Many PCIe 4.0 and 5.0 tests require the characterization of a loss channel, which can be done using S-parameters measured by the WavePulser 40iX.

Testing to the Base Specification

PCIe 5.0 test boards for embedded and external clocks
Figure 2. PCIe 5.0 test boards for devices with
embedded clock (left) and reference clock (right).
Because the purpose of the Base specification is to characterize the performance of the individual PCIe chips, not the entire device/card/system, all measurements are referenced to the device Tx or Rx pins. And, since these pins are rarely directly accessible, a fixture is required to break out the relevant pins to coaxial connectors for the purposes of testing them. This fixture would be custom designed to support the specific DUT. Figure 2 shows examples of PCIe test fixtures.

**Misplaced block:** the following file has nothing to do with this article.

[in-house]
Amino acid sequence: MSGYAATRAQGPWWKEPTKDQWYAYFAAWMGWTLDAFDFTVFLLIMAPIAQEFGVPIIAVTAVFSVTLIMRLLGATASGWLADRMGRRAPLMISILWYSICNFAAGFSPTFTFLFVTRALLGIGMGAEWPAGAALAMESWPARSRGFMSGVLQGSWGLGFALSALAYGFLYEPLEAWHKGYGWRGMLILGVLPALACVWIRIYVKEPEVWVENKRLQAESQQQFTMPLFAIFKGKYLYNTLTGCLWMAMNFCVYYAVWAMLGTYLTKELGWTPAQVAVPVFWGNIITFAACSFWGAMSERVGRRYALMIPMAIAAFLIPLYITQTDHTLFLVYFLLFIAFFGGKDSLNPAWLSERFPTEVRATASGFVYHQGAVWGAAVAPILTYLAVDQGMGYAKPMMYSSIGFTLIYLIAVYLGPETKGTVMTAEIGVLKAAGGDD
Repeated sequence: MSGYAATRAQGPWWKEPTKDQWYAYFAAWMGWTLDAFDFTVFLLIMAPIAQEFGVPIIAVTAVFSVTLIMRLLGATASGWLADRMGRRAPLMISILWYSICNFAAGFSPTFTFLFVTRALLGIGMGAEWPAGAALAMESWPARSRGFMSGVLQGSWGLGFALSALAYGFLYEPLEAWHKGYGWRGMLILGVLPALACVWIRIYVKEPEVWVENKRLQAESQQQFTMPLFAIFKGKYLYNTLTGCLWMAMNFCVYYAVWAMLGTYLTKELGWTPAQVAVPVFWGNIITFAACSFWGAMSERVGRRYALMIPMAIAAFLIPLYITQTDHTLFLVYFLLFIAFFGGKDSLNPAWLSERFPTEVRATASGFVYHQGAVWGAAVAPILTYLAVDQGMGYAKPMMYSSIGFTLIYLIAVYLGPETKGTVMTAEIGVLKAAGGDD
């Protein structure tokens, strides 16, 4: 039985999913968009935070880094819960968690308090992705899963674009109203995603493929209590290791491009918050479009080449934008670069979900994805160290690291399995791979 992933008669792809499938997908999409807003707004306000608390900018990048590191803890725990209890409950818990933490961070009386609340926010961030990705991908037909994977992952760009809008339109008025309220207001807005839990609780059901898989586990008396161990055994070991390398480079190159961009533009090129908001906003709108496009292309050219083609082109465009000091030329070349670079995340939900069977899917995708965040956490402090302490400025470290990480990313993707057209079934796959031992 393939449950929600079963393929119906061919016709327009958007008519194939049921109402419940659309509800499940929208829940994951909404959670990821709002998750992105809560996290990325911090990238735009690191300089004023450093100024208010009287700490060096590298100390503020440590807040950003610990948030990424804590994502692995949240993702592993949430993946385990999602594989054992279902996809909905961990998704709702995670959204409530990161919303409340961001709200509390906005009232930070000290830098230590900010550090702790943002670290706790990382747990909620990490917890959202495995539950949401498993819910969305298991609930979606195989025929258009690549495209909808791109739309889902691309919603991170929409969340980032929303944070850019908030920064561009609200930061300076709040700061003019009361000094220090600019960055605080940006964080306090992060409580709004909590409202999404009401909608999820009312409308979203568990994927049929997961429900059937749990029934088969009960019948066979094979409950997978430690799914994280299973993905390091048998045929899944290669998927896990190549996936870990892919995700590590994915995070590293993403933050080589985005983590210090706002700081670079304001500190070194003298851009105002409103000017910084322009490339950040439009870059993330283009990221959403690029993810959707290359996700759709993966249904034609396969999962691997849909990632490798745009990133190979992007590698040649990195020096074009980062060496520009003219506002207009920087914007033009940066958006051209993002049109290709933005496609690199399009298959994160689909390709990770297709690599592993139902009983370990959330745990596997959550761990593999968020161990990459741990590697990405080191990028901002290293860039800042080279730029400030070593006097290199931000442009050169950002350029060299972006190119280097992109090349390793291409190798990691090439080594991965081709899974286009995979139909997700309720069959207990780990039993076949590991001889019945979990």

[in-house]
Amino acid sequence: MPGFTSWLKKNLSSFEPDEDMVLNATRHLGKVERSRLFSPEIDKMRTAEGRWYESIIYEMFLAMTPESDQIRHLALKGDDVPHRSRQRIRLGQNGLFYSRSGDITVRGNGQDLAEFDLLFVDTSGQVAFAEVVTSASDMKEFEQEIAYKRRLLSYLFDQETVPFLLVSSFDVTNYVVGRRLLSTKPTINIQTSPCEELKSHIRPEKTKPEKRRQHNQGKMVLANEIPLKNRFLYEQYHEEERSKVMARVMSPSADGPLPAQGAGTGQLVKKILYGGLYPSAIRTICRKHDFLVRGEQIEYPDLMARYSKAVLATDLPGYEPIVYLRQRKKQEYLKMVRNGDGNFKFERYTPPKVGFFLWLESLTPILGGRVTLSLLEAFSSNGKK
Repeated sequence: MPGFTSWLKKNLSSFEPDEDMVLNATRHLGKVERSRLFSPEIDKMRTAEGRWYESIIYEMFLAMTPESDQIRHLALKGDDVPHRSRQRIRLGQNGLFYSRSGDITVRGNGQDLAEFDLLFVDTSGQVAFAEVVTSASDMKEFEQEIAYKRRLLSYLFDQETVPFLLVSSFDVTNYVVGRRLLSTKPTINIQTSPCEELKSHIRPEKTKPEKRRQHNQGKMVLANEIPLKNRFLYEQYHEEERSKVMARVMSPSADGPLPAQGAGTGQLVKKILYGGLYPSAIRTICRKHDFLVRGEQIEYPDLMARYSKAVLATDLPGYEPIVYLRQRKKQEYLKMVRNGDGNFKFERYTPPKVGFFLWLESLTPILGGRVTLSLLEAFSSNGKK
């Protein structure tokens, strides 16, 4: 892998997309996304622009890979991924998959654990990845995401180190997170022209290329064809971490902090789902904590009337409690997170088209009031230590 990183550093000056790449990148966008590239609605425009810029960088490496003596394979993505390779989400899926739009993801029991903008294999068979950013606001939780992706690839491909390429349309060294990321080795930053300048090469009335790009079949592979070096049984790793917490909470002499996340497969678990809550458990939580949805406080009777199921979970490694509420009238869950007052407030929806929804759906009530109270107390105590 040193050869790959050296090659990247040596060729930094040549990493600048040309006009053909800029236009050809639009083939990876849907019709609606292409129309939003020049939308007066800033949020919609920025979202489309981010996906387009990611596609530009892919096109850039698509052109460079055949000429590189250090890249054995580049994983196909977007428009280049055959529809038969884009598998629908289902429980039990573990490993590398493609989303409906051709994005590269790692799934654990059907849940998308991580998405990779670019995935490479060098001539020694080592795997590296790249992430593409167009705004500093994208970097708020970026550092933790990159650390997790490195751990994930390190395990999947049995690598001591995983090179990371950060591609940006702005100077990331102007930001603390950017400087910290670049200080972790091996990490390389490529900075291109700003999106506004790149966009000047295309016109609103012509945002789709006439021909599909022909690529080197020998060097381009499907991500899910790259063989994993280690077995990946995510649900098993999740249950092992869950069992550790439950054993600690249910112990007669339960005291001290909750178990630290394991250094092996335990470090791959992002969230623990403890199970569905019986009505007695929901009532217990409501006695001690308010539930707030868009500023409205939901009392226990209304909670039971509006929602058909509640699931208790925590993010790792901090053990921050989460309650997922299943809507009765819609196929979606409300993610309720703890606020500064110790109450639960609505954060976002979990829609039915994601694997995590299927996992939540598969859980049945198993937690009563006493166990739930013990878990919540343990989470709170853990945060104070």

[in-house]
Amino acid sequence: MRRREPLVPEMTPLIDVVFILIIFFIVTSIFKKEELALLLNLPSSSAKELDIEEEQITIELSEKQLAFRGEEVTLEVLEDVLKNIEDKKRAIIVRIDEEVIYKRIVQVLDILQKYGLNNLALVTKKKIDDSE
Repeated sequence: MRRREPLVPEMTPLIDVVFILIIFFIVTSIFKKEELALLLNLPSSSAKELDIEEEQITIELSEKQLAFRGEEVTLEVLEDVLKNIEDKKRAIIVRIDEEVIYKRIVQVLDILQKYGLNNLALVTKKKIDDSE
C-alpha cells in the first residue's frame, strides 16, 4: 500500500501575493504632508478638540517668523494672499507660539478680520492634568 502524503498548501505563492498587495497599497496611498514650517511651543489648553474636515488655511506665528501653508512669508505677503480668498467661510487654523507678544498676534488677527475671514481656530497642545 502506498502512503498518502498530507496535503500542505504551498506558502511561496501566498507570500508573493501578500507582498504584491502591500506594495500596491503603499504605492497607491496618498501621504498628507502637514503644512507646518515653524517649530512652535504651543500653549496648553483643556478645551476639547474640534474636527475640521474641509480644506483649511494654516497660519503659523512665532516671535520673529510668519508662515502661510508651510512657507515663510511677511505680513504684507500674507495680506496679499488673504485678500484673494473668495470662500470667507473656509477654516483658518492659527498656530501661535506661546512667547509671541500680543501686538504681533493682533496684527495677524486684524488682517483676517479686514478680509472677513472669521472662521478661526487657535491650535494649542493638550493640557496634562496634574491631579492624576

Both types of PCIe test boards include a replica channel that should be electrically identical to the breakout channel. Knowledge of the replica channel (e.g., an S-parameter file) is used to de-embed the breakout channel and test cables such that the measurement is made directly at the Tx pins. Figure 3 diagrams the process as it would be accomplished using the Teledyne LeCroy solution.

Process for de-embedding the Tx break out channel.
Figure 3. Process of de-embedding the break out channel from Tx measurements.

It is also possible to derive an S-parameter model of the test channel from simulation in the absence of a physical replica channel.

Base Transmitter Tests

Measurements made on 16 GHz PCIe 5.0 Tx signal.
Figure 4. PCIe 5.0 transmitter measurements
VTX-DIFF-PP and ps21TX on a 16 GHz signal.